Can Juan Monaco win a match outside Davis Cup this year? A star when he takes the court in the Parque Roca of Buenos Aires with national pride at stake, he has exited all of his ATP tournaments in the opening round despite a top-20 ranking that has resulted in comfortable draws. American hopeful Tim Smyczek and former champion Lleyton Hewitt stand ready to exploit any remnants of malaise from the Argentine, as does his compatriot Martin Alund. Having reached the semifinals of Sao Paulo, and won a set from Nadal there, Alund already has reached the top 100 in his first season on the ATP circuit.
A runner-up at Houston last year, John Isner paradoxically played more encouraging tennis in his Davis Cup loss to Djokovic than in many of his victories this year. Isner no longer labors under the pressure of holding the top ranking among American men, and he has admitted that he feels more comfortable outside the spotlight. While Querrey holds that position now, Ryan Harrison and Jack Sock surely fancy themselves there someday. The former could face Isner in the first round and the latter in the second, creating an intriguing series of matchups between the present and future. His stirring run to the Miami semifinals behind him, Tommy Haas has lost little time in returning to action as the second seed. Like Isner, he will confront a member of the ATP’s next generation in Ricardas Berankis.
Semifinals: Almagro vs. Querrey; Hewitt vs. Haas
Final: Almagro vs. Haas
In a year of near-triumphs turned to heartbreaks, Stanislas Wawrinka has stood on the edge of upsetting Novak Djokovic and of winning the longest match in Davis Cup history, only to see both of those accomplishments to slip away. The Casablanca top seed also has lost a three-set final on South American clay (albeit as an underdog to David Ferrer) and failed to close out an Indian Wells encounter with Roger Federer in which he led by a break in the final set.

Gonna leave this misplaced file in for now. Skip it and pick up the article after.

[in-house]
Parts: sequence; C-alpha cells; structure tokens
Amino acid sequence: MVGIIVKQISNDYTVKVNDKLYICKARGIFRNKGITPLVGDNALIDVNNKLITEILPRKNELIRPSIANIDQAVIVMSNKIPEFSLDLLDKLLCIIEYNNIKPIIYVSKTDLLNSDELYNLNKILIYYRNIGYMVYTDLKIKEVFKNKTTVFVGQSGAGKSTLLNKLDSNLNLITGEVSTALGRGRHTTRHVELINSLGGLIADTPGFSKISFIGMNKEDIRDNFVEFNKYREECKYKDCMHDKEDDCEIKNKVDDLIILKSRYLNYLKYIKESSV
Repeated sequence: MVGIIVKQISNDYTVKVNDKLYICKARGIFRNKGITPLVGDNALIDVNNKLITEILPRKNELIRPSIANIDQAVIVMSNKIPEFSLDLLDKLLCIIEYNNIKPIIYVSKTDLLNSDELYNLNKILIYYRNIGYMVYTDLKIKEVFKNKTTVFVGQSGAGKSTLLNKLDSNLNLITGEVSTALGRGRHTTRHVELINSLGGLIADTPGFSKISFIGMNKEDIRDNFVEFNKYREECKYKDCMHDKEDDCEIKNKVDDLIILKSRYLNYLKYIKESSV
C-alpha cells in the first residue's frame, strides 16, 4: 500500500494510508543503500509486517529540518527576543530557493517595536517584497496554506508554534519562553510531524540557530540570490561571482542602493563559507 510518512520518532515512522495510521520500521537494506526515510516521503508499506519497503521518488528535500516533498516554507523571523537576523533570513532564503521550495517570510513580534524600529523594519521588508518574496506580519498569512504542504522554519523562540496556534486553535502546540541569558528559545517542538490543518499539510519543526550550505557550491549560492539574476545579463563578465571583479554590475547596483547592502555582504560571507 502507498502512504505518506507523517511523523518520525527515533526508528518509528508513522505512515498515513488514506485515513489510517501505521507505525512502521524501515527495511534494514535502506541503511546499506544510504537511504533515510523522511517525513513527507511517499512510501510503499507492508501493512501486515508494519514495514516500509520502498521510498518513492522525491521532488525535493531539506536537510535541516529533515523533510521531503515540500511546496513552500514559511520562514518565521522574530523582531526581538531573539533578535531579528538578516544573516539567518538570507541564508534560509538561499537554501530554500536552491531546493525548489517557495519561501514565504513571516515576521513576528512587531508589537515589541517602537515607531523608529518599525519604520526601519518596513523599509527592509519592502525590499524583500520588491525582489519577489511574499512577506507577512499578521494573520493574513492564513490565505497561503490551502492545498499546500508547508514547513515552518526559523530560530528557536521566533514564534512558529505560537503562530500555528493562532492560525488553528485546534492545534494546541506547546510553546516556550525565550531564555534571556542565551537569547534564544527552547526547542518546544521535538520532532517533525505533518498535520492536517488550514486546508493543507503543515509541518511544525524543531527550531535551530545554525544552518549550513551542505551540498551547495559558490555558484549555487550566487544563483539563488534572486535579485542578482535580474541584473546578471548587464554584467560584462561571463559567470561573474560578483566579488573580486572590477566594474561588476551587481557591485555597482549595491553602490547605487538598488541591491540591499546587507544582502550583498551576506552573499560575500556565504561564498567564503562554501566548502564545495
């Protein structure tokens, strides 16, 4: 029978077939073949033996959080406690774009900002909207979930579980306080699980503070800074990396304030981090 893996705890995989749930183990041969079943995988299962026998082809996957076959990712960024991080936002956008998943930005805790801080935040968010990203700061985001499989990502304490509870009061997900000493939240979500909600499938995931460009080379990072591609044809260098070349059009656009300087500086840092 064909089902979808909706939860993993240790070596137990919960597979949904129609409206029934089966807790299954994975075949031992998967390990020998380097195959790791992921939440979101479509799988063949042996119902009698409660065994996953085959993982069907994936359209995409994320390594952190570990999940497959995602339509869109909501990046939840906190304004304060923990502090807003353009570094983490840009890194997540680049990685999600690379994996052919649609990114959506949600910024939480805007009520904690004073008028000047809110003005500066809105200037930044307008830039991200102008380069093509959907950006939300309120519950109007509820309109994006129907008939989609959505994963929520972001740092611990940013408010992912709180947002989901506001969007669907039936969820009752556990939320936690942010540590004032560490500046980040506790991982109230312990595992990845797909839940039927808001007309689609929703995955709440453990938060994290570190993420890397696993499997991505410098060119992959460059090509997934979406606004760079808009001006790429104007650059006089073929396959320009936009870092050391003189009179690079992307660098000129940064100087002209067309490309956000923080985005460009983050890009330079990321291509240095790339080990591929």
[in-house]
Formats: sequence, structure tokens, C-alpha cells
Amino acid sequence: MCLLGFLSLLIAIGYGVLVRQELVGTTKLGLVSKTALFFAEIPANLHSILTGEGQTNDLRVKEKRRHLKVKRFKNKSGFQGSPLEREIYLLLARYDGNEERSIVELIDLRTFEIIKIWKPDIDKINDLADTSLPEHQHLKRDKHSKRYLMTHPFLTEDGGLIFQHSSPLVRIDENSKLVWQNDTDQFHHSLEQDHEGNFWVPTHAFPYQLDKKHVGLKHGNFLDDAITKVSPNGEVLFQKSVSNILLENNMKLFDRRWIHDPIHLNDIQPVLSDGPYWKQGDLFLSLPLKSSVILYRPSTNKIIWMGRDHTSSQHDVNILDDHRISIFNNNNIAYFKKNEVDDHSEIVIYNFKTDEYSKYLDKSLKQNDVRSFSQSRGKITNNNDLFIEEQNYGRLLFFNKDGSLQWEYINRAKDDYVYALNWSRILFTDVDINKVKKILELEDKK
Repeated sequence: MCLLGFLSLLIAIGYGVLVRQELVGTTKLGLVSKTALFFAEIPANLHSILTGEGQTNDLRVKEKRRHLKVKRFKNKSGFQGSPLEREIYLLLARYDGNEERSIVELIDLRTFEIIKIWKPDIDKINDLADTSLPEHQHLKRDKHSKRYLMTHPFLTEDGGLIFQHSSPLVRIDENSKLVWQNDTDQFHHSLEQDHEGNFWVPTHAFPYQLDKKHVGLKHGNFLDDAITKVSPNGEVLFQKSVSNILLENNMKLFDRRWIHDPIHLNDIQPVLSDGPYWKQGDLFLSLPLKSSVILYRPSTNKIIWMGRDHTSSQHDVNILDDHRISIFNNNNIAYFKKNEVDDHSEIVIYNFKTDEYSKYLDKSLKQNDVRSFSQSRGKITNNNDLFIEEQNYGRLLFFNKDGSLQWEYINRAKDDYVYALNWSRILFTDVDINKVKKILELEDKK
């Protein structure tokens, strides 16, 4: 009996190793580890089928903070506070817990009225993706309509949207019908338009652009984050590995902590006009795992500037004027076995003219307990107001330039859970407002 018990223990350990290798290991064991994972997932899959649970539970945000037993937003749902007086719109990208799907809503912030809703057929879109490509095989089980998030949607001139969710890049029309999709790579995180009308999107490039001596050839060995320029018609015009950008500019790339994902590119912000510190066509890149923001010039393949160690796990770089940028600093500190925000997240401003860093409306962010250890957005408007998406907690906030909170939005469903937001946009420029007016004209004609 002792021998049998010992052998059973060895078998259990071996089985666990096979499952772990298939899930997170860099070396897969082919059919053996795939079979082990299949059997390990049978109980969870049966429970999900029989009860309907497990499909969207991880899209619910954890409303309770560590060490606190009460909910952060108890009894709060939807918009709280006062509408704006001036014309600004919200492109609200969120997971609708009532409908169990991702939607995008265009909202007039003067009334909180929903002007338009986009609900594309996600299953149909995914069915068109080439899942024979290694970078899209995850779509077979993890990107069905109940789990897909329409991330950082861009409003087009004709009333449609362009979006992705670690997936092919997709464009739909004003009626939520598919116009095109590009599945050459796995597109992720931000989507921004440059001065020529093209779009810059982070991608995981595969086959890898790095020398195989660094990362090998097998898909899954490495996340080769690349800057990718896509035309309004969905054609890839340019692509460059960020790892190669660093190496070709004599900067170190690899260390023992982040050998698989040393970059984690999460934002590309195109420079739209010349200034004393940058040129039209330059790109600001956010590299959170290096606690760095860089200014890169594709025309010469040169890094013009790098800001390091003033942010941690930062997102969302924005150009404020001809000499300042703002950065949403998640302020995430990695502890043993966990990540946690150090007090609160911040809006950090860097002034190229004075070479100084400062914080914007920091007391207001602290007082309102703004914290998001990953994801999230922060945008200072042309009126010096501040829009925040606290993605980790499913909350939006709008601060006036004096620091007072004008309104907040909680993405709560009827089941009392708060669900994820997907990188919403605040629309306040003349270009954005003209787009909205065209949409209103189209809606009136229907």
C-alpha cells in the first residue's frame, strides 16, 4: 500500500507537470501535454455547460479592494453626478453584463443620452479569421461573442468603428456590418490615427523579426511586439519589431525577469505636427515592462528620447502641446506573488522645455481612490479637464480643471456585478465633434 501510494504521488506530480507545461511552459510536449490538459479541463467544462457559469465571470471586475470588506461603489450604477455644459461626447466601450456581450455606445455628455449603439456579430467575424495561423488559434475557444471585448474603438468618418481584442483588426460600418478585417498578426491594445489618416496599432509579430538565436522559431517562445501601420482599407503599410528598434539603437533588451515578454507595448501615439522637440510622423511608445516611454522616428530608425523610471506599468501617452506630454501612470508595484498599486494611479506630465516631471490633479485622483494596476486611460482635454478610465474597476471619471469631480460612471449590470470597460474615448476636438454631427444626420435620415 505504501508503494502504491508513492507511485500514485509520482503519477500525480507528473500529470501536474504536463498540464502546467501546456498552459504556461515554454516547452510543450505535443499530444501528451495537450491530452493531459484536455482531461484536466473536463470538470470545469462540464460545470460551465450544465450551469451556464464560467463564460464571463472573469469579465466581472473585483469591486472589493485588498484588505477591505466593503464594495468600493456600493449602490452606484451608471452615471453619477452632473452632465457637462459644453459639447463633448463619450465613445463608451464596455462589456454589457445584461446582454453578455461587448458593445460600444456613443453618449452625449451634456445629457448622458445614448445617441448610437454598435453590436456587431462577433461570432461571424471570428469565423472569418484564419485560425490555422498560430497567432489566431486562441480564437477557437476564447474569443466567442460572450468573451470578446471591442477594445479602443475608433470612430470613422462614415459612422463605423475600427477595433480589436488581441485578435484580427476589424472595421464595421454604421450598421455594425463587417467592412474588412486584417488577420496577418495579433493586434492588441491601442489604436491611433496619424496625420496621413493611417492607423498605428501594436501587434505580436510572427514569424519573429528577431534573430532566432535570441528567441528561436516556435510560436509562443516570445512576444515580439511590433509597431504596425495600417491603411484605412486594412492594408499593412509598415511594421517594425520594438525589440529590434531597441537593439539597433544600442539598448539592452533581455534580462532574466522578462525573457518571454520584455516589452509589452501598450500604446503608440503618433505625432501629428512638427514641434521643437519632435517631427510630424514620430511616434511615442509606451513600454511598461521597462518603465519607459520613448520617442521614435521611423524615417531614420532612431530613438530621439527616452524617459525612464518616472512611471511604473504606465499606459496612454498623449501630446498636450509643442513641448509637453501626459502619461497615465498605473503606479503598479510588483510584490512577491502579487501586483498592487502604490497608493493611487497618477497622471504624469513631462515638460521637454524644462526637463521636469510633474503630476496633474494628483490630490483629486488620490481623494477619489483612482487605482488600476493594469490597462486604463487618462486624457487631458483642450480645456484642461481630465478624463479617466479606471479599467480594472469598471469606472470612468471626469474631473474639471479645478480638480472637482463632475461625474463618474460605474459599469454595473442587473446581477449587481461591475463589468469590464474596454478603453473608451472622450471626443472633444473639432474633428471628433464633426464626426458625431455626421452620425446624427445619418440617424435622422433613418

At this sole ATP African outpost, where he lifted the trophy three years ago, Wawrinka could gain some solace for those disappointments by claiming a title as the top seed. The highest-ranked rival in his quarter, Daniel Gimeno-Traver, suffered a recent disappointment himself when he let Berdych off the hook in what looked like a stunning Miami upset waiting to happen. Perhaps more compelling is the test posed by Albert Montanes, who has won all five of his career titles on outdoor clay and even upset Federer once on the surface. Delray Beach finalist Edouard Roger-Vasselin rounds out the quarter but shines more on hard courts.
Although a bye guarantees him at least a positive start to the tournament, the fourth-seeded Benoit Paire rarely appears in the same sentence with the word “reliable” and seems too streaky to excel on clay. This temperamental Frenchman could face a similarly temperamental Austrian in the aging Jurgen Melzer, who obtained his best career result with a Roland Garros semifinal in 2010. Stirring back into relevance only sporadically, the mercurial veteran will bring confidence from reaching a Miami quarterfinal and will open against a man whom he defeated there in an arduous three-setter, Tobias Kamke. A former member of the top ten, Tommy Robredo, continues to spin out the final threads of an understated career. As a South American semifinal this spring proved, his steadiness still can reap rewards in clay tournaments of this level.
In general, this draw contains fewer clay specialists than one might expect. That fact especially emerges from the bottom half, where Kevin Anderson looks to boost his ranking higher into the top 30 by accumulating some comfortable ranking points. A quarterfinalist at Indian Wells, Anderson has played the best tennis of his career in 2013 by complementing his overpowering serve with more consistent groundstrokes and a more refined sense of shot selection. He will need those latter attributes to make any impact on a surface hostile to men of his height, or his ungainly movement could leave him vulnerable to the unremarkable but clean baseline game of Pablo Andujar.